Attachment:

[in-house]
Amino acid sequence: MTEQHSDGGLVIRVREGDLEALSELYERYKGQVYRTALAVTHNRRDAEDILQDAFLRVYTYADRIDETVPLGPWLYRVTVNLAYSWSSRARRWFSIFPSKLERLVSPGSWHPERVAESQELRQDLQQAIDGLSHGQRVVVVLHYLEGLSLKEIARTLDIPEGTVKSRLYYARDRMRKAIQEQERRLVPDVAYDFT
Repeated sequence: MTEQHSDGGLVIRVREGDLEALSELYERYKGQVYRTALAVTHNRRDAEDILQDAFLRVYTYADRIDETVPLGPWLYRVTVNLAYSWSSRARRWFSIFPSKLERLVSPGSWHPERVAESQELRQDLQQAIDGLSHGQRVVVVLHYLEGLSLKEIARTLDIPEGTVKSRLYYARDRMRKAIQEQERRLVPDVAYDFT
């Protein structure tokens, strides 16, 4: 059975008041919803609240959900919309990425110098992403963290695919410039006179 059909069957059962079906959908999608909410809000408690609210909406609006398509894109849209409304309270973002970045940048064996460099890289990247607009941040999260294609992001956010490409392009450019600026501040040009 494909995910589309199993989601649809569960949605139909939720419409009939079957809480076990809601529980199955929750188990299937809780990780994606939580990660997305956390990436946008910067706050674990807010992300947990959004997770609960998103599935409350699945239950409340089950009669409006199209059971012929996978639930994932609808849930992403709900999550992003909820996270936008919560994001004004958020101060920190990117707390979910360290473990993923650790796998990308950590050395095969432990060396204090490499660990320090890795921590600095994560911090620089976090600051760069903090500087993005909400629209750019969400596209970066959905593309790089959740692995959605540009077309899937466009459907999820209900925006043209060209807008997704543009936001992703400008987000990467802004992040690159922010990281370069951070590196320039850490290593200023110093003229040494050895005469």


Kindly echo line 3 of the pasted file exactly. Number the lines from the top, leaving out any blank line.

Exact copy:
Repeated sequence: MTEQHSDGGLVIRVREGDLEALSELYERYKGQVYRTALAVTHNRRDAEDILQDAFLRVYTYADRIDETVPLGPWLYRVTVNLAYSWSSRARRWFSIFPSKLERLVSPGSWHPERVAESQELRQDLQQAIDGLSHGQRVVVVLHYLEGLSLKEIARTLDIPEGTVKSRLYYARDRMRKAIQEQERRLVPDVAYDFT